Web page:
The things Bob had to discover on his own in his youth, he generously passed on to his boys, with the most wonderful part being that those gifts were bestowed upon them by their loving father, whose love and wisdom infused each moment and experience. Bob’s parenting was deliberate, gentle, connected and honest. He parented with his heart and mind, loving and thoughtful.


 


In 1990, life would once again take a tragic turn with the loss of his oldest son, Sean, to a motorcycle accident. The event was devastating and life-altering. Ultimately, the loss would prove more than the family could withstand and eventually Bob’s life journey would take him in a new direction as he sought to heal and rediscover himself.


 


Although forever changed and heartbroken by the loss, eventually Bob began the difficult journey of moving forward.


 


In 2006 he married his second wife, Deb. Deb’s five kids from a previous marriage, Jeremy, Justin, Joshua, Jacob and Jillian Regal, welcomed him into the family, his now expanding family providing him renewed opportunities for healing and happiness.


 


The years ahead would see further family growth and transitions. As all of the kids grew older, some moving to distant locations, while others stayed nearer to home. The years that followed filled with marriages and grandchildren.


 


Bob would eventually transition from running C.O.P.E. to working as a therapist, doing what he did best, helping people heal.


 


His love of animals never waning, he and Deb had a wonderful pack of cats and dogs that Bob loved with all his heart.


 


Throughout his life Bob was selfless, humble, kind, determined and hardworking. That is not to say he was not flawed, as like all of us, his life was complex, his journey imperfect, but even in his imperfection, he strived to help others and yearned to make the world a better place.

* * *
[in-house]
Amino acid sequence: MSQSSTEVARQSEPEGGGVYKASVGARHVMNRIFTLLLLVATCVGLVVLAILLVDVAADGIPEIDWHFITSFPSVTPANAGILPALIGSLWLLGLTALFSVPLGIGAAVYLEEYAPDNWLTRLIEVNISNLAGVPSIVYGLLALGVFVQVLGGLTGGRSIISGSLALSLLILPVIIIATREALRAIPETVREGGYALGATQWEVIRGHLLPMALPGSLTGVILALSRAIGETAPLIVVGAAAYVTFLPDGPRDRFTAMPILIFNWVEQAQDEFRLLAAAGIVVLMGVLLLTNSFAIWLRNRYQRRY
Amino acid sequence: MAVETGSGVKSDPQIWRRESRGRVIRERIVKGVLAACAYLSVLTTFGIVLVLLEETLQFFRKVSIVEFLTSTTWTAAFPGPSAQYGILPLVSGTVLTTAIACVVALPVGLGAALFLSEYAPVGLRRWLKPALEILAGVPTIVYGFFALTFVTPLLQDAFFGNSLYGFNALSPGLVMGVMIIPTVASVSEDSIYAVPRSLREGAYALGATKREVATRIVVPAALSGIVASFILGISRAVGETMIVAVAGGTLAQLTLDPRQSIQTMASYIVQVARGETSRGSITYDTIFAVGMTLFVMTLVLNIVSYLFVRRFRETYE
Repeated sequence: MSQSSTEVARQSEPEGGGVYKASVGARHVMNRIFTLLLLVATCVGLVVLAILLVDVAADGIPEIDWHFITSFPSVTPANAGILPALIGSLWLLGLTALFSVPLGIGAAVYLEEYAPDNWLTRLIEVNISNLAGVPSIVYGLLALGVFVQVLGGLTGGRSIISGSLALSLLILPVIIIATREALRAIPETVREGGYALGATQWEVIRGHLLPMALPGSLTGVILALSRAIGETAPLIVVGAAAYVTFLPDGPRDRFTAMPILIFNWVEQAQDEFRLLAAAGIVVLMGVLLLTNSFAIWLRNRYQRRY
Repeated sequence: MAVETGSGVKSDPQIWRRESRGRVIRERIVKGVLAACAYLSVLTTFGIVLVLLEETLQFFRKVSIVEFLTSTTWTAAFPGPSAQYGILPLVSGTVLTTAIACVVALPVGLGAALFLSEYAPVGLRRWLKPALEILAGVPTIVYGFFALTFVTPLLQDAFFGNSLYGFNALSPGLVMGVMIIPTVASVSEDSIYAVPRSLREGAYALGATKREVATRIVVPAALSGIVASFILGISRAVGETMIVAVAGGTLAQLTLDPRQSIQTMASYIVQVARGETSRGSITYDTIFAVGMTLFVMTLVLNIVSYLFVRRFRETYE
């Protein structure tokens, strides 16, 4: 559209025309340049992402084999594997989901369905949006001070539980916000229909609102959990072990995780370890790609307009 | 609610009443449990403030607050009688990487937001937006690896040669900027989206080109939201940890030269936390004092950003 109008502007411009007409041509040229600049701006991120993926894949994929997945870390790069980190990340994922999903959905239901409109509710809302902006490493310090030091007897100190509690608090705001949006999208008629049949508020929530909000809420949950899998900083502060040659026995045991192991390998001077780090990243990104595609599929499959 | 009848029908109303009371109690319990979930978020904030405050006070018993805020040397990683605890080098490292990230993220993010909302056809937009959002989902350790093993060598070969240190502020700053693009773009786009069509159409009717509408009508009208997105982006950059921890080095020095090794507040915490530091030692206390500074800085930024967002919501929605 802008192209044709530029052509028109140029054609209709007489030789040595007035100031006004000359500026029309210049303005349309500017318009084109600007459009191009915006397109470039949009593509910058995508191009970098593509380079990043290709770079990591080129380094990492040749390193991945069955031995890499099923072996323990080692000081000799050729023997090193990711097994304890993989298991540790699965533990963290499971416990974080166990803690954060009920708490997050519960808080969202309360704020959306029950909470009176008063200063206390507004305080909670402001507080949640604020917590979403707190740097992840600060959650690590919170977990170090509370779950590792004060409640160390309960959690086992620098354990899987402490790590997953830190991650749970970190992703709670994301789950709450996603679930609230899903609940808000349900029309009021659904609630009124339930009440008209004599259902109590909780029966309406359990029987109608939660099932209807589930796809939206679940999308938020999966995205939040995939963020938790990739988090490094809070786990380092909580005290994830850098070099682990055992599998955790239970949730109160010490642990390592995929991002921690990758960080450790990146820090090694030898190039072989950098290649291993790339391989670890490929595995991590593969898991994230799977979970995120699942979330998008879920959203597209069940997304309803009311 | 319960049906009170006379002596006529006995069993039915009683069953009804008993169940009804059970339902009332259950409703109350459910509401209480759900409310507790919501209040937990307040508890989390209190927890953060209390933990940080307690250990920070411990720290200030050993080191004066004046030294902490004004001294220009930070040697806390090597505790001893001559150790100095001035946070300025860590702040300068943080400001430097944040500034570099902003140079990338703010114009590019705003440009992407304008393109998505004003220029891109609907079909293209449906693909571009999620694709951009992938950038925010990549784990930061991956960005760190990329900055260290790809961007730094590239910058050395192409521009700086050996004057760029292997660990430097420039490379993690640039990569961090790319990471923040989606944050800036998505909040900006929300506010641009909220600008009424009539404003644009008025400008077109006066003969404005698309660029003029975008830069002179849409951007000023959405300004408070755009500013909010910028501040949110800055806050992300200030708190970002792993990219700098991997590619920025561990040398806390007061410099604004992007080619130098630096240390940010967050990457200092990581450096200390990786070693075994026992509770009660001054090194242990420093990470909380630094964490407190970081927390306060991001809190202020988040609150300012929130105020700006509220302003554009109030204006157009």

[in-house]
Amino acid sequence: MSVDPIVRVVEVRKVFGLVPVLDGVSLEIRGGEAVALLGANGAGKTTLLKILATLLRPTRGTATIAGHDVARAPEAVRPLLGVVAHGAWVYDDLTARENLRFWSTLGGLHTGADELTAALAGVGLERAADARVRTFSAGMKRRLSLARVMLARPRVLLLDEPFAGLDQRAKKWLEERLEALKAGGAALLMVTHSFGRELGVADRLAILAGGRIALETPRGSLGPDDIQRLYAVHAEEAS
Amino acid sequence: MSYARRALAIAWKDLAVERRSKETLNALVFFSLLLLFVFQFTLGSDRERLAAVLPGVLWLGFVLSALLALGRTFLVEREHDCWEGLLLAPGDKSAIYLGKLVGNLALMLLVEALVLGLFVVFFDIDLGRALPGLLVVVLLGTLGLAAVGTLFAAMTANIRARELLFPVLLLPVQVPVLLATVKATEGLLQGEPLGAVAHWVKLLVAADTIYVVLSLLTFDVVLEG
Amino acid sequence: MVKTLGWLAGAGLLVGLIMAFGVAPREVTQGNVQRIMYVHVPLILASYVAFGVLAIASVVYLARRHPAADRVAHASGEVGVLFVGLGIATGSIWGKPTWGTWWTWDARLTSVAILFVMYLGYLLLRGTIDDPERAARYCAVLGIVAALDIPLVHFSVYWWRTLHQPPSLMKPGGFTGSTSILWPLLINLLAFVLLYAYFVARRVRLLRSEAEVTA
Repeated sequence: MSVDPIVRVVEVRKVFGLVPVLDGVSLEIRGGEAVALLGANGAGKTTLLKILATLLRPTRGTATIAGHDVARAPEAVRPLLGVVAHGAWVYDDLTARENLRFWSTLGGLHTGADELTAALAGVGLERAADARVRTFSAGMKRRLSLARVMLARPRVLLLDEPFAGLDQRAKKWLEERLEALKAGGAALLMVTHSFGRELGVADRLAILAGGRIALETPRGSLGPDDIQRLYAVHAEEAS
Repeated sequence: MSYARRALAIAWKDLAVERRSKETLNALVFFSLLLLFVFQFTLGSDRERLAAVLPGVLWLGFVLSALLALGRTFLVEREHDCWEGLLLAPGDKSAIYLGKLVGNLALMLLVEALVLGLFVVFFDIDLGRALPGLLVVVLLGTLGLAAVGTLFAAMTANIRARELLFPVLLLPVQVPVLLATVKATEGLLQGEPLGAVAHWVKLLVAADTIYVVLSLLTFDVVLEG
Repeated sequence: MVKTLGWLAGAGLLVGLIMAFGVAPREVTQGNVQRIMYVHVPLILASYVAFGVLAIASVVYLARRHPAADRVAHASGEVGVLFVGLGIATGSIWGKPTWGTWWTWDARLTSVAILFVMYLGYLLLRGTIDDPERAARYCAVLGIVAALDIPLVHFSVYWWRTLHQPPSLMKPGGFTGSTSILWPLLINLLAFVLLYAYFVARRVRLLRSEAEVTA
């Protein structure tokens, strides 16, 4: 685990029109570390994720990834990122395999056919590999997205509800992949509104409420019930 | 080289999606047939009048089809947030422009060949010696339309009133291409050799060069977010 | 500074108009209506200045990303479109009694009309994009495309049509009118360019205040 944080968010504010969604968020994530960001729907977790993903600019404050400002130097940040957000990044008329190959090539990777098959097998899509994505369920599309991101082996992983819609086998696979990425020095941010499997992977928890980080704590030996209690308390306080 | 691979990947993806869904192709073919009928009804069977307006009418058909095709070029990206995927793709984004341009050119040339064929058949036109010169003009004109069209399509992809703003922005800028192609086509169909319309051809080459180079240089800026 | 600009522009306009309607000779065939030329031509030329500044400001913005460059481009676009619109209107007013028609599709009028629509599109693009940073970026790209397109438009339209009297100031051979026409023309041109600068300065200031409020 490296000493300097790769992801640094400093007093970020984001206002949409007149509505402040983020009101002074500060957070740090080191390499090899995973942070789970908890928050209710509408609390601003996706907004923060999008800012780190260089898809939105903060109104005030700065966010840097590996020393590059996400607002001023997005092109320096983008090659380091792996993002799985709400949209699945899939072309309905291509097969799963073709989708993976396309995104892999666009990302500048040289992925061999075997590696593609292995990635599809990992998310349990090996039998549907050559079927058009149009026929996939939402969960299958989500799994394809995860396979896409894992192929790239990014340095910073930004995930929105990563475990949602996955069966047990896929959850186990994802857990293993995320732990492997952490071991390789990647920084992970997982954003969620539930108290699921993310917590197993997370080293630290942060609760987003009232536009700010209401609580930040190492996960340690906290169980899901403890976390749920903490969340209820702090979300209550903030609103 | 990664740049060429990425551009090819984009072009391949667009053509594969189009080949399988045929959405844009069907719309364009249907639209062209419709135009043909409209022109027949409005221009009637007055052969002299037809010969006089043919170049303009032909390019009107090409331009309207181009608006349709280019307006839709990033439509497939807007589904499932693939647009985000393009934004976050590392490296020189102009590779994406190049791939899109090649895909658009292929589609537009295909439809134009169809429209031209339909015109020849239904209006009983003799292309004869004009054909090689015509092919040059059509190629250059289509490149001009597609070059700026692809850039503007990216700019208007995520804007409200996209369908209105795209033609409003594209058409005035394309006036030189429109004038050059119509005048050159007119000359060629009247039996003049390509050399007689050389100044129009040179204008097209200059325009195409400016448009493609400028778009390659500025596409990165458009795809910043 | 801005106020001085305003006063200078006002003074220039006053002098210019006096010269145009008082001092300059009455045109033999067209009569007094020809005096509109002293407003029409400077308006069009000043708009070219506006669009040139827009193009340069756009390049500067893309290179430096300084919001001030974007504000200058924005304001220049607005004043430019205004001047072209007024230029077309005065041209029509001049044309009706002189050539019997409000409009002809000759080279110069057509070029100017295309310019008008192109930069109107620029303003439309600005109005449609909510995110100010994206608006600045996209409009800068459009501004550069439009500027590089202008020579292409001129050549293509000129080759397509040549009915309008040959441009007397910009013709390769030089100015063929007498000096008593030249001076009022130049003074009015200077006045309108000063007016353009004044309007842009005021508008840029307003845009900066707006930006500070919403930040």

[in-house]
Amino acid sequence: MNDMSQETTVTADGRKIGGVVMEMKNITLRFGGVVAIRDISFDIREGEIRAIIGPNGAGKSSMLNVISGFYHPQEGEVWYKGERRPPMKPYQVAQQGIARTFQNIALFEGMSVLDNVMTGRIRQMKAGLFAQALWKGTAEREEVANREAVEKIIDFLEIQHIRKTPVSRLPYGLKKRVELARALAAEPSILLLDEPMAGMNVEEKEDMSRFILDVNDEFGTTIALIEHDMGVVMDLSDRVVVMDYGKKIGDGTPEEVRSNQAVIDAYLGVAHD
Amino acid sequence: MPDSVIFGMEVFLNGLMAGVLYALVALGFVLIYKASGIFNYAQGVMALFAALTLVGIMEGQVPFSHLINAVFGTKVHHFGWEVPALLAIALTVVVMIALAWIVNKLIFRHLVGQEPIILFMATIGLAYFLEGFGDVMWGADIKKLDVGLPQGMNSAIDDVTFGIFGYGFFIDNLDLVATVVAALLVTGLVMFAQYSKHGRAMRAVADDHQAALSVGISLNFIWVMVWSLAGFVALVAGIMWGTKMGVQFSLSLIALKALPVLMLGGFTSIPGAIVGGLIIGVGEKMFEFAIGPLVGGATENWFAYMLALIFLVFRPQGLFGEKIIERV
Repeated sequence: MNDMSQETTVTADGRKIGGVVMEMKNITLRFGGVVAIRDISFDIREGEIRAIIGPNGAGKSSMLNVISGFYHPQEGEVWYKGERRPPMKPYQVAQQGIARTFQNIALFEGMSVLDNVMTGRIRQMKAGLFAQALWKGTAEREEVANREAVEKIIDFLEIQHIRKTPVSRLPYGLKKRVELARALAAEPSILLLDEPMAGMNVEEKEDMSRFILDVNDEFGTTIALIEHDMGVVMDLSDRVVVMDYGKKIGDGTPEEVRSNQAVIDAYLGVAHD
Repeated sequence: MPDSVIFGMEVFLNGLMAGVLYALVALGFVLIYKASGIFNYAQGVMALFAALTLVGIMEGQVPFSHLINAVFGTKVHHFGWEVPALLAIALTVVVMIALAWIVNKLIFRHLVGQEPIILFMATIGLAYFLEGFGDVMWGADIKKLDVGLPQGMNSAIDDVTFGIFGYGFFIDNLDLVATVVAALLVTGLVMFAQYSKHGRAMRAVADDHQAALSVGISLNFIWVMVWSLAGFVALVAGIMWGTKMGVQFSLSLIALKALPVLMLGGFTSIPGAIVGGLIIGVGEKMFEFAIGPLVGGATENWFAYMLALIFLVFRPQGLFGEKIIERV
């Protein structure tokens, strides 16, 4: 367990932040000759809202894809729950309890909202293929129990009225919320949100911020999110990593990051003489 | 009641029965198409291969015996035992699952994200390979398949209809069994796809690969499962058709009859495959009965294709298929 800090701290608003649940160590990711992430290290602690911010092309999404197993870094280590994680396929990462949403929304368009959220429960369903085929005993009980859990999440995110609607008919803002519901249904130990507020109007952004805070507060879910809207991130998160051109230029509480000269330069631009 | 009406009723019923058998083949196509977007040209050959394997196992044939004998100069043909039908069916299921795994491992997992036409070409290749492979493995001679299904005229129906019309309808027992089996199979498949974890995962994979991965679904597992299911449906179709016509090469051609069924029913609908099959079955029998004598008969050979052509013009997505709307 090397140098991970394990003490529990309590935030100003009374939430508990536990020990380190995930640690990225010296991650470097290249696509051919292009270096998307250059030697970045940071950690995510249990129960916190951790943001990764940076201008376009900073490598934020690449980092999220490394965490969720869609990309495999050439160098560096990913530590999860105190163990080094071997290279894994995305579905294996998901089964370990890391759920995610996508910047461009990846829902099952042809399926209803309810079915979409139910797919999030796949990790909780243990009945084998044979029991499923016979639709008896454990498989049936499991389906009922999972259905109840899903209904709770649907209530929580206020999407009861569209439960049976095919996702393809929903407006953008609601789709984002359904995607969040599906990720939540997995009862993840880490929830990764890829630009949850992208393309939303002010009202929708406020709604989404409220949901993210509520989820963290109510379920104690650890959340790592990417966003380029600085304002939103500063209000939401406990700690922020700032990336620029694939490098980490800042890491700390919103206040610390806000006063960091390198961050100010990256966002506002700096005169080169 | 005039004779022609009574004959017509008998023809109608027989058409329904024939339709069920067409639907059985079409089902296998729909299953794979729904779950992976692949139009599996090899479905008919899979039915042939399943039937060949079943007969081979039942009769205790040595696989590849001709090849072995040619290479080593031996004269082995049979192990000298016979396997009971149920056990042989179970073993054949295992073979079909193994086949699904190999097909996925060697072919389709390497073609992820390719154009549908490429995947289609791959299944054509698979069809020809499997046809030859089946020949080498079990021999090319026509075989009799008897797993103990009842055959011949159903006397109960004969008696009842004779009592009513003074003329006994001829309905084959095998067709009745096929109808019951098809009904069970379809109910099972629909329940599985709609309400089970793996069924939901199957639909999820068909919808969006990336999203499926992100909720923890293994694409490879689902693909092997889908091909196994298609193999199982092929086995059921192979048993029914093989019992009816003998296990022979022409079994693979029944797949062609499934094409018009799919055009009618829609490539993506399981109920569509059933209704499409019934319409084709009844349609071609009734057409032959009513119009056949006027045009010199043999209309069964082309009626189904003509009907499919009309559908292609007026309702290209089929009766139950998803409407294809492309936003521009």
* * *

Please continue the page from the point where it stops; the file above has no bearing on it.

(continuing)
On October 13th, 2020 the world lost a wonderful man, too suddenly, without time for all of us who have so much to thank him for, so much to love him for, to share our gratitude… to say goodbye.


 


Bob, we love you.


 


Goodbye.


 


 


 


Bob was preceded in death by his father Maxwell, his mother Ruth, and his son Sean.


 


Bob is survived by his wife Deb; his sisters Donna and Miki; his son Wesley (Celeste); his step-children Jeremy (Olga), Justin (Consuela), Joshua (Tehmina), Jake (Rachel), Jill (Frank); his granddaughter Ellie; his step-grandchildren Ivana, James and Saaz; Donna, mother of Sean and Wesley.


 


As we honor Bob’s request to forgo any formal service, we instead invite you to remember and celebrate him by sharing your thoughts and memories in the guestbook.


 


For those who would like to make a donation in his memory, we are suggesting contributions be made to either:


Read More

Guest Book

Not sure what to say?

Missing you xx

I only just heard about this, via Metafilter, and I am devastated. Bob and I were friends on Metafilter, Twitter, and Facebook. Bob was such a sweet, sweet man, and his posts about his dogs were one of the best things on Facebook - his obvious delight and joy in them made my day whenever they appeared. His gentle sense of humor was an oasis in the angry sea that is social media.